While Stephanie had been sick with anxiety after Joe bailed on attending a wedding with her — there was a family crisis, he later said — he’d actually been dining on scallops with another woman.
“The capacity for cruelty that these characters have is just breathtaking,” she said.
‘Our brains trick us’
After Stephanie ended the relationship she started to think back over the experience. How could she not have seen what was happening?
“There is so many factors that go into why people stay with people who are starting to appear not as they seem,” she said.
“I was seeing red flags. I’d certainly done some googling of this person and some of his stories definitely checked out.”
If you’re googling your partner, it might be a danger sign, Stephanie says.(Unsplash: Niklas Hamann)
Stephanie’s quest for answers led her to the world of cognitive science. It was something of a revelation.
“Our brains play tricks on us and our brains lead us to place importance in certain information at the expense of other information,” she said.
“So I was placing weight in the fact that I knew his grandfather had been a very prominent Australian businessman, I had seen his harbourside address on his drivers licence.
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“And I placed weight in those facts, which were immutable, at the expense of other facts that I should have been looking at more closely.”
Add to this that humans are hardwired to seek love, and you have a situation ripe for a con artist to take advantage.
They may not be in it for financial gain. For some, it seems just the thrill of the game.
“This is a primitive response we have to want to be in love and stay in love,” Stephanie said.
“It’s a survival mechanism so there should be no shame attached to it. The shame really should be going the other way to the people that behave in this way.”
There are hundreds of stories like this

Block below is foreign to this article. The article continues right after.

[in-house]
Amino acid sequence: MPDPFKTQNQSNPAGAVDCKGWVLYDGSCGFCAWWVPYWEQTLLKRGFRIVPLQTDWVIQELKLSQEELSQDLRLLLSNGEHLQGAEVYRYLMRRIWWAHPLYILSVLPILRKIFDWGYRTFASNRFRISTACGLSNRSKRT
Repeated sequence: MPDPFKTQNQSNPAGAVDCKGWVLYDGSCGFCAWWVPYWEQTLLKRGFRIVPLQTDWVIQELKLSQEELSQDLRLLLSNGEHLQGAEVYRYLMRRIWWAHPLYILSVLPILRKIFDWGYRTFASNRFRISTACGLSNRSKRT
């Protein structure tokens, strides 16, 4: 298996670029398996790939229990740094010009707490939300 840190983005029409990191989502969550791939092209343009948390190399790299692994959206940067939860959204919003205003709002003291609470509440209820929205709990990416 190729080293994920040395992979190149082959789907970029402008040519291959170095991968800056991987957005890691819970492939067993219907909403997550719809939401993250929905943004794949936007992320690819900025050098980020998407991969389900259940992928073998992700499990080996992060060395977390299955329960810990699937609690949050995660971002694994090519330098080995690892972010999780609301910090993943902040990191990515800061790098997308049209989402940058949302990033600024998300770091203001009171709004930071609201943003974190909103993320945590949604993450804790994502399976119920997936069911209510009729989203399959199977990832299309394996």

When Stephanie first shared her story in a 2017 article for the Good Weekend magazine she was overwhelmed by the response.
Journalists don’t typically receive hundreds of emails about a story, but Stephanie was inundated with messages from women — and some men — who shared similar experiences.
And the stories were absolutely heart-wrenching.
So much of dating has moved online and on social media.(News Video)
“This is a silent epidemic and people don’t talk about it because of the shame attached to it,” she said.
“You don’t ever want to appear stupid, you want to appear smart, you like to think you are smart.
“And so, I feel as if by coming out I’m hoping that I can show people some of the red flags, but also encourage them not to feel so silly.”
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Stephanie said she also felt compelled to tell her story as a warning for those just entering the dating scene — one that is almost entirely filtered through apps and websites now where people can present any image they like.
“There’s so much capacity in people to deceive,” Stephanie said.
“I think we imagine that the world is a fundamentally truthful place and most people are fundamentally truthful, and I’ve discovered that’s not the case at all which is really, really tragic, but it’s reality.”
As for Joe, that part of Stephanie’s life is well and truly over.
It’s been a clean break.
“I think a few emails might have gone into my junk inbox but I don’t look at them,” she said.